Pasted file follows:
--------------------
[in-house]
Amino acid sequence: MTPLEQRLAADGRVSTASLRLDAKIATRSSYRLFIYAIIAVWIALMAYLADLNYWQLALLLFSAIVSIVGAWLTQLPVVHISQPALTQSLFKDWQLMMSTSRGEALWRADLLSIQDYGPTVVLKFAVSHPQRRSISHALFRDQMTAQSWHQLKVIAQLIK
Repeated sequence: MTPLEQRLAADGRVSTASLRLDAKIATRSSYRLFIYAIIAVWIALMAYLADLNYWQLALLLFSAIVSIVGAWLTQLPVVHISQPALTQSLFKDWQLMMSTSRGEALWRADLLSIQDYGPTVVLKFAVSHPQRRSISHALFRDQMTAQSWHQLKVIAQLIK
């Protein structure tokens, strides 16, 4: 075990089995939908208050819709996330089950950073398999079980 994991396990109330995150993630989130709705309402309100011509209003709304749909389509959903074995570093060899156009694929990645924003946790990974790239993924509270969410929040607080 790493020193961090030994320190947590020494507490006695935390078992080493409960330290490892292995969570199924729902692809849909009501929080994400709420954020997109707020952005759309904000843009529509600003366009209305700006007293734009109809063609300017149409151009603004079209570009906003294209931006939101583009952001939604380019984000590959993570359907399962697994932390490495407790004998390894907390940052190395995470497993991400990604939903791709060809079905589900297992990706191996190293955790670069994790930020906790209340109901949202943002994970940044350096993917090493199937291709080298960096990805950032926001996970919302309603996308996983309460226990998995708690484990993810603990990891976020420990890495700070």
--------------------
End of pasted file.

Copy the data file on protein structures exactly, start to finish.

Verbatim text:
[in-house]
Amino acid sequence: MTPLEQRLAADGRVSTASLRLDAKIATRSSYRLFIYAIIAVWIALMAYLADLNYWQLALLLFSAIVSIVGAWLTQLPVVHISQPALTQSLFKDWQLMMSTSRGEALWRADLLSIQDYGPTVVLKFAVSHPQRRSISHALFRDQMTAQSWHQLKVIAQLIK
Repeated sequence: MTPLEQRLAADGRVSTASLRLDAKIATRSSYRLFIYAIIAVWIALMAYLADLNYWQLALLLFSAIVSIVGAWLTQLPVVHISQPALTQSLFKDWQLMMSTSRGEALWRADLLSIQDYGPTVVLKFAVSHPQRRSISHALFRDQMTAQSWHQLKVIAQLIK
């Protein structure tokens, strides 16, 4: 075990089995939908208050819709996330089950950073398999079980 994991396990109330995150993630989130709705309402309100011509209003709304749909389509959903074995570093060899156009694929990645924003946790990974790239993924509270969410929040607080 790493020193961090030994320190947590020494507490006695935390078992080493409960330290490892292995969570199924729902692809849909009501929080994400709420954020997109707020952005759309904000843009529509600003366009209305700006007293734009109809063609300017149409151009603004079209570009906003294209931006939101583009952001939604380019984000590959993570359907399962697994932390490495407790004998390894907390940052190395995470497993991400990604939903791709060809079905589900297992990706191996190293955790670069994790930020906790209340109901949202943002994970940044350096993917090493199937291709080298960096990805950032926001996970919302309603996308996983309460226990998995708690484990993810603990990891976020420990890495700070």